3NF vs BCNF
Normalization is a process that is carried out to minimize the redundancies that are present in data in relational databases. This process will mainly divide large tables in to smaller tables with fewer redundancies. These smaller tables will be related to each other through well defined relationships. In a well normalized database, any alteration or modification in data will require modifying only a single table. Third Normal Form (3NF) was introduced in 1971 by Edgar F. Codd, who is also the inventor of the relational model and the concept of normalization. Boyce-Codd Normal Form (BCNF) was introduced in 1974 by Codd and Raymond F. Boyce.
What is 3NF?
3NF is the Third normal form used in relational database normalization. According to the Codd’s definition, a table is said to be in 3NF, if and only if, that table is in the second normal form (2NF), and every attribute in the table that do not belong to a candidate key should directly depend on every candidate key of that table. In 1982 Carlo Zaniolo produced a differently expressed definition for 3NF. Tables that comply with the 3NF generally do not contain anomalies that occur when inserting, deleting or updating records in the table.
What is BCNF?
BCNF (also known as 3.5NF) is another normal form used in relational database normalization. It was introduced to capture some the anomalies that are not addressed by the 3NF. A table is said to be in BCNF, if and only if, for each of the dependencies of the form A → B that are non-trivial, A is a super-key. Decomposing a table that is not in the BCNF normal form does not guarantee the production of tables in the BCNF form (while preserving the dependencies which were present in the original table).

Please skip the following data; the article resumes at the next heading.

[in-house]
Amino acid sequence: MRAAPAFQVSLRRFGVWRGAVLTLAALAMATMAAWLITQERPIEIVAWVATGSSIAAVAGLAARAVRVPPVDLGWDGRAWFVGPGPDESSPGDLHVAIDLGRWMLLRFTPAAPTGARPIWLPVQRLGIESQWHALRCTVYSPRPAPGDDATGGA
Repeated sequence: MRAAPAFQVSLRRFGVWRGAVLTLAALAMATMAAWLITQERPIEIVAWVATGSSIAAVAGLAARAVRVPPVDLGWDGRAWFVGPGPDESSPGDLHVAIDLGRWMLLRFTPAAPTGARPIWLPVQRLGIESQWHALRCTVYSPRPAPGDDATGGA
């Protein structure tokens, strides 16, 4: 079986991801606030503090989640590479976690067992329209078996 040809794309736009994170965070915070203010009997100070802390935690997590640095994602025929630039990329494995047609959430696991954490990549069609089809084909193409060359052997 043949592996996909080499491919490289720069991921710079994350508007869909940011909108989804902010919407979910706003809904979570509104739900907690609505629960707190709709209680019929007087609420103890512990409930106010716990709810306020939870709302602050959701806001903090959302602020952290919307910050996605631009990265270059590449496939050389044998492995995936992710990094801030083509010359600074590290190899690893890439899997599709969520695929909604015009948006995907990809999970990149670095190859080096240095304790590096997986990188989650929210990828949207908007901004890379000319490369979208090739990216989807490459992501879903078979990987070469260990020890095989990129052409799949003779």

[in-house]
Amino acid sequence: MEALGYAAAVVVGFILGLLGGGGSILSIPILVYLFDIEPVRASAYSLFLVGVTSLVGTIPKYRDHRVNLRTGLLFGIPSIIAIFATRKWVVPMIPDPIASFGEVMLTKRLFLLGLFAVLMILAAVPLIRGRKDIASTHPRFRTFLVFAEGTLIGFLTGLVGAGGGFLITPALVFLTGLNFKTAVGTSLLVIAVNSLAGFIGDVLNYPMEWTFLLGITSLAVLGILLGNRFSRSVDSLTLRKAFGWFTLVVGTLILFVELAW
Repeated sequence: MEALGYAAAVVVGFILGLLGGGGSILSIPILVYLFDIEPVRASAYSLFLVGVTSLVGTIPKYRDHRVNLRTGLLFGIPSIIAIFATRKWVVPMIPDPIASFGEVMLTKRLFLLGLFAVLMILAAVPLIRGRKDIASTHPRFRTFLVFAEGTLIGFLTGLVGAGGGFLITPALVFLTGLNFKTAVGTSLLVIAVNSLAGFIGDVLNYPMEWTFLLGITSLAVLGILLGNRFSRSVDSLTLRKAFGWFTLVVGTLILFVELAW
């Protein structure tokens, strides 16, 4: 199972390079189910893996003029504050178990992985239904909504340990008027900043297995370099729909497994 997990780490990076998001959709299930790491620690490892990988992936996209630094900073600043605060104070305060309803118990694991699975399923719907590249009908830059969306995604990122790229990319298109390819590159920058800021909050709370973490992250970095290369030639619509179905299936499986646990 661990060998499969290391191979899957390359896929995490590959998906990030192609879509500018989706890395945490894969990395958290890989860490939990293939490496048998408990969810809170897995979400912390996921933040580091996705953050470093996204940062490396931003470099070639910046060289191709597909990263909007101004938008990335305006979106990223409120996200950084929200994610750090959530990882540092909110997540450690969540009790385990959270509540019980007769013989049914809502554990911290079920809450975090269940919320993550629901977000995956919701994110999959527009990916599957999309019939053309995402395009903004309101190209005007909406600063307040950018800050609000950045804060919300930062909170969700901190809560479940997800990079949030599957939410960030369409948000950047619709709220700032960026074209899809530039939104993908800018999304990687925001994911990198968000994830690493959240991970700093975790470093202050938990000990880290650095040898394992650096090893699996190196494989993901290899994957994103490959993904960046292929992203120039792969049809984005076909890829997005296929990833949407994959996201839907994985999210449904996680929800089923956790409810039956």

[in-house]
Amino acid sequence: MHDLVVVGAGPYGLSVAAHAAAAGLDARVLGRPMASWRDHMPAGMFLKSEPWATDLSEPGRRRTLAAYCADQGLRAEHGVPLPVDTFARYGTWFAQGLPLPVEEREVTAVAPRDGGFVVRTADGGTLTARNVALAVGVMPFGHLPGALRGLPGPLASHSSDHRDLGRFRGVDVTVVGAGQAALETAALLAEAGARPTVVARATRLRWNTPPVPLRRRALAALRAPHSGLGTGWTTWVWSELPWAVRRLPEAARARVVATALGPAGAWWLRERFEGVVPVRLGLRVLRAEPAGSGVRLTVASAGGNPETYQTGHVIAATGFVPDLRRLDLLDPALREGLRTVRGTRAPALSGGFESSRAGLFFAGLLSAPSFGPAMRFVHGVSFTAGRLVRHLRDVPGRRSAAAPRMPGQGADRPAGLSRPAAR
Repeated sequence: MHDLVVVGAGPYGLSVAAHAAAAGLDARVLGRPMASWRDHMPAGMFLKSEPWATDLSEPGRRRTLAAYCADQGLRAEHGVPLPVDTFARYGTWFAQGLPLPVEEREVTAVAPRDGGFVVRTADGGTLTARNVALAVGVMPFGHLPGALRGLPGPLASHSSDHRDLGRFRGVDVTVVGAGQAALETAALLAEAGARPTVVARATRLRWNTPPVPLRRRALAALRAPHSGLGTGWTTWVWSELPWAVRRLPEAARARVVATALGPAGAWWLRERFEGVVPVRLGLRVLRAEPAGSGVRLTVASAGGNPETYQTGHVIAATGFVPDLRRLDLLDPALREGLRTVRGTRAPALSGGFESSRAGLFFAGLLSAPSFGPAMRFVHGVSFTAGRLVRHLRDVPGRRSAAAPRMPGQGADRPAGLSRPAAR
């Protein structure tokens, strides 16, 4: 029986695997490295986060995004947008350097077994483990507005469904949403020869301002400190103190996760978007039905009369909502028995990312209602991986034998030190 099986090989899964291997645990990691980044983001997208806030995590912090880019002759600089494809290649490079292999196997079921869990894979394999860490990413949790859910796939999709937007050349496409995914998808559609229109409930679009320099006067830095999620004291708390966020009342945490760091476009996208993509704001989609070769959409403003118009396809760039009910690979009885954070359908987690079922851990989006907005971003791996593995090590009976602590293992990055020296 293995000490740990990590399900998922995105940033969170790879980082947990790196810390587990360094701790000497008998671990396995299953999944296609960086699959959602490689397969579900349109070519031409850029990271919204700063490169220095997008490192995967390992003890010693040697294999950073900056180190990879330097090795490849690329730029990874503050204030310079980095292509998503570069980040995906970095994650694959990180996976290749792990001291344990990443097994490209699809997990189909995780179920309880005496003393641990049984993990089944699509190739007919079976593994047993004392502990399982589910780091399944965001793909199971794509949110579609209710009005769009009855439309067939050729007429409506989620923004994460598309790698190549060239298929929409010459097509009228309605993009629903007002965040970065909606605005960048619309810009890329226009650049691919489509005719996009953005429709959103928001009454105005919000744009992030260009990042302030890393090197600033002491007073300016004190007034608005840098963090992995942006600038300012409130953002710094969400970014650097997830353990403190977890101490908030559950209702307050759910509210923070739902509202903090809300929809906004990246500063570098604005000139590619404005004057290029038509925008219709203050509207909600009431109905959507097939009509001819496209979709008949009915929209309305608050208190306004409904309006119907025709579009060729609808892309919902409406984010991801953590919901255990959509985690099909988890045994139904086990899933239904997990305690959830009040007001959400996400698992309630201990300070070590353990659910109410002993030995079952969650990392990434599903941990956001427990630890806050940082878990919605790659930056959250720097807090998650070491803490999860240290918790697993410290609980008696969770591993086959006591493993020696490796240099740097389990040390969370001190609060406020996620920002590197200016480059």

What is the difference between 3NF and BCNF?
Both 3NF and BCNF are normal forms that are used in relational databases to minimize redundancies in tables. In a table that is in the BCNF normal form, for every non-trivial functional dependency of the form A → B, A is a super-key whereas, a table that complies with 3NF should be in the 2NF, and every non-prime attribute should directly depend on every candidate key of that table. BCNF is considered as a stronger normal form than the 3NF and it was developed to capture some of the anomalies that could not be captured by 3NF. Obtaining a table that complies with the BCNF form will require decomposing a table that is in the 3NF. This decomposition will result in additional join operations (or Cartesian products) when executing queries. This will increase the computational time. On the other hand, the tables that comply with BCNF would have fewer redundancies than tables that only comply with 3NF. Furthermore, most of the time, it is possible to obtain a table that comply with 3NF without hindering dependency preservation and lossless joining. But this is not always possible with BCNF.